Heads up Texas Hold’em tournaments are set up one of two ways: a single individual match between two players or multiple entrants (more than two) competing in a series of individual two player matches set up as a bracket.
In an individual heads-up tournament with only two total entrants, players will pay an entry fee and receive a set number of tournament chips. The players will play until one player has all the chips. That player will be crowned the winner and receive 100% of the prize money. These are winner take all.
The second heads-up tournament format we mentioned is a heads-up tournament that has more than two entrants. The tournament will attempt to get the proper amount of entrants for a bracket system. The number of total entrants will determine the number of total matches the players must play to win the tournament.
Here’s an example:
If there are 16 entrants in the tournament. There will be eight first round heads-up matches. At the end of this round, there will only be eight players remaining (the eight winners). These eight players will compete in four more heads up matches resulting in only four players remaining. These four players will compete in two heads-up matches leaving only two players to compete for first place.
If there are an uneven number of players to fit well into a bracket, some players will be given a first round “bye.” The players that receive byes will be completely random. A bye means that the players are given an automatic win for the first round and automatically get to move to the second round without having to play a match.
Payouts for heads up tournaments are similar to that of freeze outs where a certain percentage of the field gets paid. The slight difference is that the percentage is adjusted to accommodate the different rounds structure. For example, if we look at our above tournament with 16 entrants, most likely every player who made the third round would receive prize money. This means players would need to win two matches to make the money. The two players who lose in the third round would normally receive the same amount of prize money. The two players who make the final match would be paid higher amounts with the ultimate winner getting paid the most.
As you can see in this example, 25% of the field is paid. This is considerably higher than the standard for tournaments but is necessary to keep things from getting too confusing.
Bounty tournaments are traditional freezeout tournaments with a twist. There are two types of bounty tournaments that we will discuss. The first format is when every player is a bounty and the second format is when only a select few players are bounties.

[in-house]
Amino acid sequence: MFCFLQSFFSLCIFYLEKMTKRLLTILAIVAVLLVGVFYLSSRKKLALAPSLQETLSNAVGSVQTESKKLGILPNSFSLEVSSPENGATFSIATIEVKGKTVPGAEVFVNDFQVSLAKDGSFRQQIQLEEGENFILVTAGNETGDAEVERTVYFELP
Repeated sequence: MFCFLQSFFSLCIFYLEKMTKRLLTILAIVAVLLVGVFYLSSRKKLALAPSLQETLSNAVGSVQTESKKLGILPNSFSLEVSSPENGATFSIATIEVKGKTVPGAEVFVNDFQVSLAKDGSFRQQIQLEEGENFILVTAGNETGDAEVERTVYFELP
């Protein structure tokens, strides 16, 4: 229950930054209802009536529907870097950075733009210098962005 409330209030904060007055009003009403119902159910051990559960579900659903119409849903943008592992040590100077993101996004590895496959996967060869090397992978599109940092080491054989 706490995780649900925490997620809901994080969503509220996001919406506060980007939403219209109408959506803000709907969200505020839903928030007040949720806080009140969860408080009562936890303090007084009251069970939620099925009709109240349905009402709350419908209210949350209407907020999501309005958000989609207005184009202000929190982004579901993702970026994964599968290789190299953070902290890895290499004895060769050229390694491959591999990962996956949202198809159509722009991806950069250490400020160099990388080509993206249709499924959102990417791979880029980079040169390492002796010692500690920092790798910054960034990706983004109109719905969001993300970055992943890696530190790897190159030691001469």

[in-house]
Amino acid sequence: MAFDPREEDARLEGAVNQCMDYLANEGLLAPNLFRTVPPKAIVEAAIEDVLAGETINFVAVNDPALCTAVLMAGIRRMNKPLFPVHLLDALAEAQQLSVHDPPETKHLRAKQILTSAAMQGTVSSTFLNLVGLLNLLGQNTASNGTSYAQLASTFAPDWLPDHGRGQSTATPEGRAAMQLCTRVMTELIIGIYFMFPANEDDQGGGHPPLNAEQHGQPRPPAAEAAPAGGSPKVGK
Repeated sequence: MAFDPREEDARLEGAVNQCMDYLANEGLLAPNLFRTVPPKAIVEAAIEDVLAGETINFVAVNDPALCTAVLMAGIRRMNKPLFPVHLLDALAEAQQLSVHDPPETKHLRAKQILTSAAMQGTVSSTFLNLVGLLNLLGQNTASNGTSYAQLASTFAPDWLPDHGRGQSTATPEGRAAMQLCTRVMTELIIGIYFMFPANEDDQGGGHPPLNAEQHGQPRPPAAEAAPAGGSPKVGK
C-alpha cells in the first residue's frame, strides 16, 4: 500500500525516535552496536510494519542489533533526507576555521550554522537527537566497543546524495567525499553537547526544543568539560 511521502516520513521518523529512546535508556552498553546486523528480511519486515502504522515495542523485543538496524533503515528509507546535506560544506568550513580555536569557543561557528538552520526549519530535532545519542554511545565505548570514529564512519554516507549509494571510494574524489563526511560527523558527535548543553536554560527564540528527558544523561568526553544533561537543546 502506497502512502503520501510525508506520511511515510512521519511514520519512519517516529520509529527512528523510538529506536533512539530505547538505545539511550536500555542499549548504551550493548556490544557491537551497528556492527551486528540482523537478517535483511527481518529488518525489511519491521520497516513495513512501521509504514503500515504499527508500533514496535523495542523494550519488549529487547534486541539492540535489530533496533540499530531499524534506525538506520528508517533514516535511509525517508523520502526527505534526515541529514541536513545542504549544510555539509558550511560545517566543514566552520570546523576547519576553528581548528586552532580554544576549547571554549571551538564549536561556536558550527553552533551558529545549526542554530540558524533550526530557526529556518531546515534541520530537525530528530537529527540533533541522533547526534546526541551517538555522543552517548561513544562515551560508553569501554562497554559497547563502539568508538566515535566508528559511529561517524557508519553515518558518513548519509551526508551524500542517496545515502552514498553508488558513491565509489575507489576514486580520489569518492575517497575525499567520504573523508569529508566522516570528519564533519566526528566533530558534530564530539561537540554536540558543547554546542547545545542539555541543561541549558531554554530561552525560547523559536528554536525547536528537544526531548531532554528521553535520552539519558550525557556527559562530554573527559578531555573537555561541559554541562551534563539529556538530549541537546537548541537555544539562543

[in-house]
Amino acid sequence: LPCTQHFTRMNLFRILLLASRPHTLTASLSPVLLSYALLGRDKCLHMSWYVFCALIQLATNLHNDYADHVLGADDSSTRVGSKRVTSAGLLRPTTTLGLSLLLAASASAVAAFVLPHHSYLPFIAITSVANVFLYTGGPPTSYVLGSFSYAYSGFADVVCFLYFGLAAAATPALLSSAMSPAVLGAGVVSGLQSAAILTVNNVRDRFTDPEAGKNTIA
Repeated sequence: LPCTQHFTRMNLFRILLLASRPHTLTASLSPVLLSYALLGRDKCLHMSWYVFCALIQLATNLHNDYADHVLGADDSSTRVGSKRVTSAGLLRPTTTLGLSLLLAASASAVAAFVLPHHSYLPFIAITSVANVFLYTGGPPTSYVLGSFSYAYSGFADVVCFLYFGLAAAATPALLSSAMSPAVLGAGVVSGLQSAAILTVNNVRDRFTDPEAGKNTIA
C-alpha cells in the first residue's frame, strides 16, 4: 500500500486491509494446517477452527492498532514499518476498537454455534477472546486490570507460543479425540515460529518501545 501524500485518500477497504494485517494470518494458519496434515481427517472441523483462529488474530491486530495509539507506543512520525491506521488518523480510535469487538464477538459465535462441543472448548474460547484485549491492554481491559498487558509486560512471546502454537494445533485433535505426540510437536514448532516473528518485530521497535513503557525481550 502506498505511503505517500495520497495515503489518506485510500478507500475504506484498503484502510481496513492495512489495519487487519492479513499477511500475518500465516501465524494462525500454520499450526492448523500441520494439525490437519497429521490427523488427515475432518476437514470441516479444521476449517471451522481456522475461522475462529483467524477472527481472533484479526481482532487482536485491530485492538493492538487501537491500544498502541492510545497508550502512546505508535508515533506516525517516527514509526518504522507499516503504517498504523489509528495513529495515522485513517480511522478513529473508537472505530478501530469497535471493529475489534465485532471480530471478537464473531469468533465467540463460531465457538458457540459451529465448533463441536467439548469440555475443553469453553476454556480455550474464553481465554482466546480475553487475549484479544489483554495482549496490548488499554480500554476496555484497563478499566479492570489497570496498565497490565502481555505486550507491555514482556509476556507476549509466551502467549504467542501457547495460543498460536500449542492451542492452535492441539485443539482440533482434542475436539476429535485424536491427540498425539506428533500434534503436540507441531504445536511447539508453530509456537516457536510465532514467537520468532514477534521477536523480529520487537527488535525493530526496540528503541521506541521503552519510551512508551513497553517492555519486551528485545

Before we go any further, we need to lay out exactly what we mean when we say a bounty.
It doesn’t matter what stage of the tournament it is; if you are the player who eliminates one of the bounty players, you will receive additional prize money. It does not matter where you finish in the tournament; you will still receive this additional money.
The first bounty format we mentioned is a bounty tournament where every single player is a bounty. Typically, part of your entry fee will go towards the prize pool and part of it will go towards the bounty. The casino will tell you beforehand what percentage will go where.
Here’s an example:
Let’s say we are playing in a $200 bounty tournament and the casino has said that $50 will go towards the bounties. This means that $150 from each buy-in will go towards the normal prize pool. The remaining money will be split evenly as bounties on all the players ($50 per person).
If you eliminate another player at any point during the tournament, you will automatically receive $50. If you knock a player out on the very first hand, you will receive $50. If you knock out five players throughout the tournament, you will receive $250 total. It does not matter if you make the money of the tournament or not. The bounties are completely separate.
The second Bounty tournament format we mentioned is a bounty tournament where only select players have bounties on their head. In this format, the money or prizes for the bounties are typically added by the casino. This means that 100% of your buy-in will go towards the price pool. The money for the bounties will just be a bonus added by the casino. This format is common in celebrity tournaments or special online tournaments where the sites sponsored pros become bounties. These can make for a lot of fun and wild hands if a bounty gets short stacked.
8,6,4 Max Tournaments
8, 6, and 4 max are variations that can be added on to any of the other tournament formats. You can think of these as “adjectives” or simply descriptors that describe one aspect of the tournament setup. These numbers refer to the maximum number of players that will be at each table. In a 6-max tournament, you will never have more than six players at a table. In a 4-max tournament, you will never have more than four players at a table.
When we said these could be added to any other tournament, we mean that the other formats can be played with these added player caps for each table.